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Wed, Sep 25, 2013

Who Do Voodoo? You Do!

Why Every Aviator Needs To Make It To The Reno Air Races

By Maria Morrison

"Gentlemen, start your engines". R.A. "Bob" Hoover, calls out. It's Sunday afternoon at the Reno Air Races, and the Unlimited Gold Race is about to start. Seven racing engines rumble to life, belching out gray oil smoke. The lineup consists of P-51 Mustangs, Hawker Sea Furys, a Bearcat, and a modified Yak 11. The Yak 11, Czech Mate, has not yet started. The propeller spins without firing, glinting in the Nevada sun. After 30 seconds of motoring under the starter, the engine joins the others in the glorious growl from the ramp. The crowd cheers when the engine fires, adding to the noise and excitement. One by one, the taildraggers peel away and prepare for takeoff.

Minutes after the racers take off, there is an announcement that they are ready to race. The crowd stands up, eyes high and to the right, cameras prepped for the prized shot.

"Gentlemen, you have a race!" With Steve Hinton's call from the T-33 jet, racers zoom downward to the course as the pace plane shoots up.

Before rounding the first turn, the aircraft have begun to space out. Three or so planes are gathered at the front, while the rest of the pack works to pass each other. On the course are the best pilots and planes in the racing world today. They are going well above 400 mph, some approaching 500 mph. An obvious leader, Voodoo, pulls out ahead of everyone else. By now, there are aircraft at every part of the course. Every few seconds there is another roaring engine passing the crowd, another pilot intent on earning the Unlimited Gold Race Winner title.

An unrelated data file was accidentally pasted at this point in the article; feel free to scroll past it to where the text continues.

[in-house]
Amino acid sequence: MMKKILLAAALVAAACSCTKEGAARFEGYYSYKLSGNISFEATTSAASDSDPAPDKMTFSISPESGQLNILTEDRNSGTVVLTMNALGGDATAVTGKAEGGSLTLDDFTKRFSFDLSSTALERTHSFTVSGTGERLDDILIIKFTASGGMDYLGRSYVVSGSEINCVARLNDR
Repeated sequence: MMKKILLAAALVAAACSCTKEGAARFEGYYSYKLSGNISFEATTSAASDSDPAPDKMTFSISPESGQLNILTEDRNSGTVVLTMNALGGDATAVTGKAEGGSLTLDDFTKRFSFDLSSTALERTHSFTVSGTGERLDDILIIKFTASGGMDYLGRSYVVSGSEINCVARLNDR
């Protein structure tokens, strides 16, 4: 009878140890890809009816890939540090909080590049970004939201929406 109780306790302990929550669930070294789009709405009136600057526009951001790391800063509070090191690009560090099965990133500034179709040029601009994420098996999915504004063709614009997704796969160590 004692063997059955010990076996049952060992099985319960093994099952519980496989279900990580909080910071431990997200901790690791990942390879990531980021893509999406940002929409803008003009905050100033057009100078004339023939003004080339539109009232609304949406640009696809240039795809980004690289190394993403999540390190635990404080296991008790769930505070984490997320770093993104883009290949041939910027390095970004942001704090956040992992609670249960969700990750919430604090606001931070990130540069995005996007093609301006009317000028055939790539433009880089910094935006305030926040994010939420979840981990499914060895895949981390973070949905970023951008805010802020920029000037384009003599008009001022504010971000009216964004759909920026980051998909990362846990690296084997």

Six laps pass with blinding speed. Soon, the white flag waves for the leaders. Racers give every last inch of power, and Voodoo happily keeps his eight second or more lead. The checkered flag flashes as Voodoo passes the Reno pylon and pulls up to clear the race course and bleed off speed. Strega follows in second, with Czech Mate coming up third. Rare Bear, another crowd favorite, finished in fourth place. Crowds cheer, whether or not their favorite plane won. In the pits, crews are celebrating, one team making space for the Unlimited Trophy, the others thinking of next year’s strategy.

It is later officially announced that there were no pylon cuts, a "clean" race, and a great accomplishment for everyone. Crowds flock around the first and second place planes, piloted by Steven Hinton Jr. in Voodoo and Matt Jackson in Strega.

Although only 16 planes have earned the title of Unlimited Gold Champion in the past 50 years, there is always a competition. Each year, fans gather to root for their favorite plane, hoping that it will pass the Reno pylon first. However, all race attendees are here to watch the best of the best Air Racers go head-to-head. Even the pilots congratulate each other over the radio at the end of the race.

Sometimes aircraft or pilots are unable to participate in the final race of their class. Such was the case for September Fury, a Hawker Sea Fury with an R3350 engine flown by Robert "Hoot" Gibson that was supposed to race in the Unlimited Gold category. During the Unlimited Gold Time Trial on Saturday, there was an audible "pop" from September Fury.

A mayday call was made as Hoot, a former astronaut, airline pilot, and Air Race veteran, flew the mayday with precision down to the runway. Upon further inspection, the crew confirmed that the induction scoop was blown off the top of the cowl, with debris striking the right horizontal stabilizer. There was also a five inch crack in the manhole cover-sized spinner.